Supernova sighting? Nope, iridium flare.

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uknb82

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I'm not sure if anyone will read this but I'm trying to find an explanation for what I've just seen in the night sky. In real-time, without the aid of telescope, I would bet that I just witnessed a supernova. This happened at approximately 3:15am ET above the Northern horizon. I will have to study a constellation map to pinpoint where this took place. All I'm trying to find out is if my eyes did not deceive me as this surely would have been noticed years ago by our telescopes. This all seemed to have taken place in about 5 seconds.
 
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BoJangles2

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Re: Supernova Sighting

It was probably an iridium flare, MW knows all about these things, if you give your exact lat,long and time he might be able to verify it, the other possibility (but less likely) it was a point meteorite. My money is with the former (iridium flare).

http://en.wikipedia.org/wiki/Satellite_flare
 
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uknb82

Guest
Re: Supernova Sighting

An iridium flare would be much more sensible but this image of dullness becoming suddenly brighter and then slowing fading out, all within approx. 5 seconds, was, from my perception, at the exact spot in the sky. Wouldn't an iridium flare have moved across the sky? It also seems likely that a point meteorite would have moved at least a bit as well. [LEX] 38.05 85.00 38 2 59 85 0 0 Lexington, KY, USA.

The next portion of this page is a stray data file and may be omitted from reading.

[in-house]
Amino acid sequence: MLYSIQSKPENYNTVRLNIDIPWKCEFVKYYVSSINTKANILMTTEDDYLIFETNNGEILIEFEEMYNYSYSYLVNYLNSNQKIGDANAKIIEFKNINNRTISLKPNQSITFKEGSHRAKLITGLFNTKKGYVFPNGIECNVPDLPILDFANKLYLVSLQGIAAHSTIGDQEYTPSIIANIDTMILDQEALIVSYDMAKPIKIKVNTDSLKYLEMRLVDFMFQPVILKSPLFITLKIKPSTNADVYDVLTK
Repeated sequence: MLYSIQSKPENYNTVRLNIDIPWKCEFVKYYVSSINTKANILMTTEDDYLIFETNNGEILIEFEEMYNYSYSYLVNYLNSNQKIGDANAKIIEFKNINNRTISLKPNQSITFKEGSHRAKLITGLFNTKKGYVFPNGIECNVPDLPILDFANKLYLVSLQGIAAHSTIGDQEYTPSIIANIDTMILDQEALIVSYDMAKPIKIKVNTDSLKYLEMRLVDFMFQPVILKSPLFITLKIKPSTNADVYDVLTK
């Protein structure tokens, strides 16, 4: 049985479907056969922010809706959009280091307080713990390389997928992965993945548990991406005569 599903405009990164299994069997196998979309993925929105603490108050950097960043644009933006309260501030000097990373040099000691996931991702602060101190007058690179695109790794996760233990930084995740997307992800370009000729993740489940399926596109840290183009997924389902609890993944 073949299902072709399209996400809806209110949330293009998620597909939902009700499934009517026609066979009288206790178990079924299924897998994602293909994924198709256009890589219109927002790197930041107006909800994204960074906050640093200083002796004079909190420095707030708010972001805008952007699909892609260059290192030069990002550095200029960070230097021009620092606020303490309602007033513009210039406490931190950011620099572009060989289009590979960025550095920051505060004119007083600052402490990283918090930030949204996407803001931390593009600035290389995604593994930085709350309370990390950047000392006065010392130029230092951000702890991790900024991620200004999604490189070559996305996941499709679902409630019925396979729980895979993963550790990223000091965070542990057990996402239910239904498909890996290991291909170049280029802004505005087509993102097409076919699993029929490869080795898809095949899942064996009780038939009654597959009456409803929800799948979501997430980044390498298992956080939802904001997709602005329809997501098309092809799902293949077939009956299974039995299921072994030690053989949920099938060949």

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MeteorWayne

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Re: Supernova Sighting

Yes, it sounds like an Iridium. Supernova last days and weeks, so that's out.

Especially for a short Iridium flare, unless there is a bright star close by, it's hard to notice the motion. The Iridiums are in a much higher orbit than say, the ISS, so move much more slowly across the sky. It takes a bit of practice to learn to notice the motion, and especially for one that pops up unexpectedly. Have you seen Iridiums before?

Two questions, then I'll follow up. Was it low near the horizon, or high overhead near the zenith?

And it was this morning around 3:15 AM...and how exact is the time?

Wayne
 
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uknb82

Guest
Re: Supernova Sighting

Well, I'm glad I checked because I didn't want to go around claiming I've seen something marvelous if it's not true. If an iridium flare can appear to be completely stationary for approx. 5 seconds to the untrained eye, that is most likely what I've witnessed. I have never witnessed that before so I must not have seen a similar flare. If a supernova lasts days at a minimum then I definitely didn't witness one, unless it had been there for days becoming brightest just before fading away. This appeared neither at the horizon or at the zenith, but in between at approx. a 60 degree angle. The time I mentioned before was very close to accurate: between 3:13 - 3:15am ET.
 
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MeteorWayne

Guest
Re: Supernova Sighting

OK, well your description fits exactly an iridium flare. To see more in the future, use this link. It is based on your location that you gave:

http://heavens-above.com/?Lat=38.05&Lng ... ton&TZ=EST


Bookmark this, and your location will be the default.

Click on the "Iridium Flares for the next 7 days" link to see upcoming ones; clicking on "Prev" will bring up the preceeding week.

Since none of the listed Iridium flares match you sighting, it was likely one of the out of control or spare Iridium satellites. This is also indicated by the very short duration...usually they last more like 10 or 15 seconds, so if it only lasted 5, it was probably not one in use, which means it does not show up on the flare prediction page. Once you've seen a few, you can easily recognize one of the unpredicted ones...they are quite distinctive.

Good luck, and feel free to post more questions here or PM me if you wish.

And welcome to Space.com (if I didn't say that already!)

Meteor Wayne
 
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uknb82

Guest
Thanks for the info. I've bookmarked that link for future reference.
 
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